Rhyme scheme

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Rhyme scheme is the term used to mean 'the overall repeated pattern which groups lines of verse' by reference to the rhymes at the ends of those lines. This is of great use in describing both well-used verse forms like the sonnet, clarifying the answer to such questions as "What is a sonnet?" and "What is the difference between a Petrarchan and a Shakespearean sonnet?"; and also in describing the verse form repeated in each stanza of a longer poem in traditional metre. The rhyme scheme is usually linked, in traditional verse, to the scansion of the metre.

The way to describe a rhyme scheme is very simple. Look at the (right-hand) end of each line in turn and identify the sound(s) with which it ends. Label the rhyme sound at the end of the first line 'a'. If the rhyme at the end of the second line is the same, label it also 'a'; if it is different, then label it 'b'. Continue in this way through the passage whose rhyme scheme you are trying to describe.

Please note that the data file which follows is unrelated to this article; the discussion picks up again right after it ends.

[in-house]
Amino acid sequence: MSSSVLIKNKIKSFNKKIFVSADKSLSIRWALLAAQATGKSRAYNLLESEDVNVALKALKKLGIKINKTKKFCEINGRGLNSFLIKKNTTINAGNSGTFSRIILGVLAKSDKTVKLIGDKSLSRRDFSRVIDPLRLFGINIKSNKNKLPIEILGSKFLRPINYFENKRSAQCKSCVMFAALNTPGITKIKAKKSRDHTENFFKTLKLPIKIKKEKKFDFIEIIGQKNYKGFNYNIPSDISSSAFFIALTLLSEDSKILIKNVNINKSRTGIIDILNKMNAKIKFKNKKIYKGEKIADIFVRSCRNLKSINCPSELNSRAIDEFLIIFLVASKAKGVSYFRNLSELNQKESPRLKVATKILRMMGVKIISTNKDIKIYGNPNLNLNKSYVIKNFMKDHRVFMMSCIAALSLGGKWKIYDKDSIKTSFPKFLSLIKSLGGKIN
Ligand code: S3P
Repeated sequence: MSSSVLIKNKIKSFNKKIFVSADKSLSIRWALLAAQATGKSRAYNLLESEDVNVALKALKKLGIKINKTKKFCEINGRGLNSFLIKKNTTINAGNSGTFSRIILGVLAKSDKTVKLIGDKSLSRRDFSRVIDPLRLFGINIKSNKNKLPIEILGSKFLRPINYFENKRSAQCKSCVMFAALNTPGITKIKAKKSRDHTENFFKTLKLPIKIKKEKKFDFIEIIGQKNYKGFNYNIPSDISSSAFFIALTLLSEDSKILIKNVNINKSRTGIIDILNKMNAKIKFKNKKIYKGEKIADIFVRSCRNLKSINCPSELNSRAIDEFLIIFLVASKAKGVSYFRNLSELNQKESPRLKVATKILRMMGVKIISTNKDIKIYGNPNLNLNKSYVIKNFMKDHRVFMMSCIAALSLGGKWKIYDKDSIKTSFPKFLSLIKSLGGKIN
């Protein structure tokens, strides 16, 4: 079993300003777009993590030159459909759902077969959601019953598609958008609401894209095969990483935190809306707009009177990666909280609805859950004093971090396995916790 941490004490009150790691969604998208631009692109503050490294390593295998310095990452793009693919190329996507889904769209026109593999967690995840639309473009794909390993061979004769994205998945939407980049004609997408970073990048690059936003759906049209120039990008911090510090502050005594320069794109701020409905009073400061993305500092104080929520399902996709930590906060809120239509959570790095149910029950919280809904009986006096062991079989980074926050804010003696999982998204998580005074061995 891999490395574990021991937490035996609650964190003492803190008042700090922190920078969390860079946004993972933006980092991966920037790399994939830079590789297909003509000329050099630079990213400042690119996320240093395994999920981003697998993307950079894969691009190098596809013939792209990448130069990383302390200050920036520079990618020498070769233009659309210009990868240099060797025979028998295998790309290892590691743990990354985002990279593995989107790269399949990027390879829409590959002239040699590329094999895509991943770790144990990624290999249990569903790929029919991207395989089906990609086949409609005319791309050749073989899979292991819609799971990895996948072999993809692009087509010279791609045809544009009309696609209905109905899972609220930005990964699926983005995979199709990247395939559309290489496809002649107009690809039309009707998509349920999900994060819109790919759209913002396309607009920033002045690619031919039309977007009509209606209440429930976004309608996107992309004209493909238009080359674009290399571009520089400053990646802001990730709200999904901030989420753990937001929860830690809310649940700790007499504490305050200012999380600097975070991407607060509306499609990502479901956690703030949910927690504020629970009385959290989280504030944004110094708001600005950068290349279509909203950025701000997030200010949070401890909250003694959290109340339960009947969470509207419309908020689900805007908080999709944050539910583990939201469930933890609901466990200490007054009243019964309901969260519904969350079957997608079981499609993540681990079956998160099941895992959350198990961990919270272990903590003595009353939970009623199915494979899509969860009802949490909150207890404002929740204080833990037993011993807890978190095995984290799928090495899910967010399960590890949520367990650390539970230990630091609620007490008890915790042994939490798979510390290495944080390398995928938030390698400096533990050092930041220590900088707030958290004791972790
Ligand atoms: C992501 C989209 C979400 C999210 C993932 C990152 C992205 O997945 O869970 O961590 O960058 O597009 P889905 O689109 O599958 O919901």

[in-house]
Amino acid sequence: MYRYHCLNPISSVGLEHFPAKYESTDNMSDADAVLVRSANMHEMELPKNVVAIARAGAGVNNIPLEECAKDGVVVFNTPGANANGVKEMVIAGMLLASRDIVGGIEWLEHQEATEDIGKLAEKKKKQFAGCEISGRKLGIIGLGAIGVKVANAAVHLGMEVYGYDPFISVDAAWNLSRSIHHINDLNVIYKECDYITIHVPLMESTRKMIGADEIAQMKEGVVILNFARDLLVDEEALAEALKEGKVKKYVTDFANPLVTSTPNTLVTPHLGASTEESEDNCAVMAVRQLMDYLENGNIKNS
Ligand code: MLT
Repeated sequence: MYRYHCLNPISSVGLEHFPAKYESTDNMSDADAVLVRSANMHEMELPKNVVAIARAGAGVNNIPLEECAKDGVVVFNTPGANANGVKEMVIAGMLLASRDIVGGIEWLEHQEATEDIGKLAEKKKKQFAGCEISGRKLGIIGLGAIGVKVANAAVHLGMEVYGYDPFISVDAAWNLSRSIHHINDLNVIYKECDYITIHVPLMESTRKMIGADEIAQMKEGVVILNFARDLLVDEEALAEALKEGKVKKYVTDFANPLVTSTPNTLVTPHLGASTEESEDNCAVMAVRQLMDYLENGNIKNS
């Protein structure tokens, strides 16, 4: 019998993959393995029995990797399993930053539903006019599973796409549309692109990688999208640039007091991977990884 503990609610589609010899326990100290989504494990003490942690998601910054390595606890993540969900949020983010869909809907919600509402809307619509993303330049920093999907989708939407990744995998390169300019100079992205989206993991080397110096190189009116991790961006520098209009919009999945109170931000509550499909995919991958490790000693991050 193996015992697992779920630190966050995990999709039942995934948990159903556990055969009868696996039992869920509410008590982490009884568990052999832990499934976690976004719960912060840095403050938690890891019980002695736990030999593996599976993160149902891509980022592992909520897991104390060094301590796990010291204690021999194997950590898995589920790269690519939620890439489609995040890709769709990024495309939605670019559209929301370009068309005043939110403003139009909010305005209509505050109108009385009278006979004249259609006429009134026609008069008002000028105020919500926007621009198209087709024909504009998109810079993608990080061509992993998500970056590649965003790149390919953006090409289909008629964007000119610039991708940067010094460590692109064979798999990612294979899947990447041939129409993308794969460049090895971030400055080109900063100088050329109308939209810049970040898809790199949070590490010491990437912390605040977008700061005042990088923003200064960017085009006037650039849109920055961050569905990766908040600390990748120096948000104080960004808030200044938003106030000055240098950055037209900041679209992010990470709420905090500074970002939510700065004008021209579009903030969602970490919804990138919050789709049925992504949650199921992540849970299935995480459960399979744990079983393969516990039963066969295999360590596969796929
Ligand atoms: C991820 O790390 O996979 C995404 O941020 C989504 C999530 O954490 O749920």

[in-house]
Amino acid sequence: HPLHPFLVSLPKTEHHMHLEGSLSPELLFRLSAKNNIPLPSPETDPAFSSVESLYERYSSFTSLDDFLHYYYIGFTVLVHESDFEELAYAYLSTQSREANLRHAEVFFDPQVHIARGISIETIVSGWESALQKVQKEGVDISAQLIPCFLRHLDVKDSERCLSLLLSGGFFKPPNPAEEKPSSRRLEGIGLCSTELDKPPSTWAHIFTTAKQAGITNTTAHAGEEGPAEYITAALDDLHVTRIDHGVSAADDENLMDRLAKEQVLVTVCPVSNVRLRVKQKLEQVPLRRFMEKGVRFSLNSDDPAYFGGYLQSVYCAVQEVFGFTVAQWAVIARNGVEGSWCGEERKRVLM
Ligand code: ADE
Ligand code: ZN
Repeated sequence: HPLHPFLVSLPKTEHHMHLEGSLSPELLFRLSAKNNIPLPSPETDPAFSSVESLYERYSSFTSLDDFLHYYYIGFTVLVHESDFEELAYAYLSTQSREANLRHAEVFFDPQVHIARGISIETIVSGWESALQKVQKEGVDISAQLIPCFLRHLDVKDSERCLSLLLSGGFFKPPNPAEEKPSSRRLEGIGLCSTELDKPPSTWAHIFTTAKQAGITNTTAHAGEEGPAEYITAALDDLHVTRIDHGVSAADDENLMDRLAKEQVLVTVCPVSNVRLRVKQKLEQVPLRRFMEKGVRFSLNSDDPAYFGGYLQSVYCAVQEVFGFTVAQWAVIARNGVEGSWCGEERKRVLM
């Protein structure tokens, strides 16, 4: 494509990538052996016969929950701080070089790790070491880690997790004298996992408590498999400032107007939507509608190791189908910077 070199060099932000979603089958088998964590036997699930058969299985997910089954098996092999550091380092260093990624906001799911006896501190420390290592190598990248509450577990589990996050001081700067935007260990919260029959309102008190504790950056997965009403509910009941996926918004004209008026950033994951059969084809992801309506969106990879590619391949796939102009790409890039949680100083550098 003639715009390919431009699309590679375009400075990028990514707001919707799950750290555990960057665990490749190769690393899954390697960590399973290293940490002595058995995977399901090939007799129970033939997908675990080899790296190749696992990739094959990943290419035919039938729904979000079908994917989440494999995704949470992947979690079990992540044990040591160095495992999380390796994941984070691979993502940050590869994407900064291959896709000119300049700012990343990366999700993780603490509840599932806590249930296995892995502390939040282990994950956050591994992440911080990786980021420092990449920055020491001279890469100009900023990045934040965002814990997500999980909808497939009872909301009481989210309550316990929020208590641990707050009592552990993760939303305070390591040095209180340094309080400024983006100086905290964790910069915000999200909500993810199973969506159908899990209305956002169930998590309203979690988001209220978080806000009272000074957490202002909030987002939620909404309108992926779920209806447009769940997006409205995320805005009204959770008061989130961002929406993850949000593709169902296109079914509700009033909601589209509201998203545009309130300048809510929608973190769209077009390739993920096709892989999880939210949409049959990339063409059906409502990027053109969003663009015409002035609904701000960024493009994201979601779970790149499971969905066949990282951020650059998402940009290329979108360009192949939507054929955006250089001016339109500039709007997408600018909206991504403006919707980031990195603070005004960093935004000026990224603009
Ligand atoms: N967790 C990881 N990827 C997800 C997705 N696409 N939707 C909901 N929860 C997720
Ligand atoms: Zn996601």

The simplest of all rhyme schemes is that of the rhyming couplet, for example, (Alexander Pope's Essay on Man, Epistle II, 1-2):

Know then thyself, presume not God to scan;
The proper study of Mankind is Man.

Here the rhyme scheme is 'a' 'a', showing that the word at the end of the first line, 'scan', rhymes with 'Man' at the end of the second. The rhyme scheme is not much more complex in a simple quatrain, like the ballad stanza such as this, from The Rime of the Ancyent Marinere, by S.T.Coleridge:

At length did cross an Albatross,
Thorough the Fog it came;
And an it were a Christian Soul,
We hail'd it in God's name

where the first line ('a') has no rhyme, but the second ('b') rhymes with the fourth. The third line, like the first, has no partner, so is labelled 'c'. So the whole rhyme scheme is given as a, b, c, b.

More complex rhyme schemes are dealt with at Spenserian stanza, terza rima, and other articles in the category:verse forms.